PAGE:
# Solving the Spring Paradox: Uncovering the Error

• LukasMont

#### LukasMont

New user has been reminded to use the Homework Help Template when starting schoolwork threads at the PF
Good evening.

The problem states: Spring paradox. What is wrong with the following argument? Consider a mass m held at rest at y = 0, the end of an unstretched spring hanging vertically. The mass is now attached to the spring, which will be stretched because of the gravitational force mg on the mass. \Vhen the mass has lost gravitational potential energy mgy and the spring has gained the same amount of potential energy so that mgy = ~ Cy²/2, the mass will come to equilibrium. Therefore the position of equilibrium is given b y=2mg/C.

Working out by the principle of forces, where the weight, when equated to the elastic force shows,
Fg= -Fk or Fg + Fk = 0 (in the equilibrium point).
So,
-mg = -Cy, and y = mg/C. (What is different from what would be obtained from the spring paradox).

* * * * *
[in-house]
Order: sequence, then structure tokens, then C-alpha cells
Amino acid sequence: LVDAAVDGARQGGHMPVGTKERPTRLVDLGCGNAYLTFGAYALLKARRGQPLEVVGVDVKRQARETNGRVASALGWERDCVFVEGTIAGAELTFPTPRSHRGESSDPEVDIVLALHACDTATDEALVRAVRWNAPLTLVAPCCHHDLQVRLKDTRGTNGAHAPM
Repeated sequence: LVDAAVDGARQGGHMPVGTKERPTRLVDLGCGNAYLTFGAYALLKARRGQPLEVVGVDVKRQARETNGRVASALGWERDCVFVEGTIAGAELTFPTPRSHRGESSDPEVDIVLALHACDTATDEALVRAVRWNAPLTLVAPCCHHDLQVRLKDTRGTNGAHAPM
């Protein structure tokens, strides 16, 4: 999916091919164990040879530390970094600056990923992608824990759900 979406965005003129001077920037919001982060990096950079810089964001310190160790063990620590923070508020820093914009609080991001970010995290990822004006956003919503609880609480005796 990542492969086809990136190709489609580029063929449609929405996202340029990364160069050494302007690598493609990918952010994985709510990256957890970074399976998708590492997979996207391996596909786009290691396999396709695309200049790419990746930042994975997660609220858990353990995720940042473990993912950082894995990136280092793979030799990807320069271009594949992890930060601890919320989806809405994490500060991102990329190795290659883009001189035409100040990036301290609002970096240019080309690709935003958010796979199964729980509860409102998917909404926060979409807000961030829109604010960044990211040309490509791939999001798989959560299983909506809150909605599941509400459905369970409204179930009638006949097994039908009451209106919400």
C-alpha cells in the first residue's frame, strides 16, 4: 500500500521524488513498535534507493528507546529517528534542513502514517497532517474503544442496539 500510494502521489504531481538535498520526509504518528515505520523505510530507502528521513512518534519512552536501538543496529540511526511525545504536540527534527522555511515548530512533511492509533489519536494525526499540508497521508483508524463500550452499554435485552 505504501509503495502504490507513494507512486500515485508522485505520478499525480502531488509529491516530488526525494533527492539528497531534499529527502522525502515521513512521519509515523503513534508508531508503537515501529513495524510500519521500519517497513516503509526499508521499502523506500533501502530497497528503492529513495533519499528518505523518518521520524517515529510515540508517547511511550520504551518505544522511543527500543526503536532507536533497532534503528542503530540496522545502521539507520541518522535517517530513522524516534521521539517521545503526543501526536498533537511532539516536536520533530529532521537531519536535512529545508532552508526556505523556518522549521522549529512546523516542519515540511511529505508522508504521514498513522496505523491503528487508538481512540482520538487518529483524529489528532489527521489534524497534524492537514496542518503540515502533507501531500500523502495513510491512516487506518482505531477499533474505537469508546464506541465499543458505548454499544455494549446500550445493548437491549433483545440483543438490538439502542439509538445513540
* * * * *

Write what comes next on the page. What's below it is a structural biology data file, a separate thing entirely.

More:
But i simply don't know how to show that the spring argument is wrong, as well.

Thanks.

A very interesting problem. A couple of observations solve this paradox, so that it is no longer a paradox. When the mass is released, simple harmonic motion occurs where the total energy=kinetic energy plus potential energy is constant. To lead you to the solution to this paradox, what is the kinetic energy the instant the mass is released? Thereby is not the total energy equal to the potential energy? Isn't there another place in the simple harmonic motion where the kinetic energy is zero? What is the potential energy there? Answering these questions should help resolve the paradox. ## \\ ## Meanwhile, along the path of simple harmonic motion, when the kinetic energy is non-zero, is there anywhere that the potential energy is equal to the initial potential energy? ## \\ ## If the spring system is slightly damped by air resistance, where will the equilibrium position be where the mass on the spring finally stops? (Hint: It's the place in the simple harmonic motion where the acceleration is zero).

CWatters
At the point described in the bold text the PE lost might be equal to the KE gained but is the system really in equilibrium?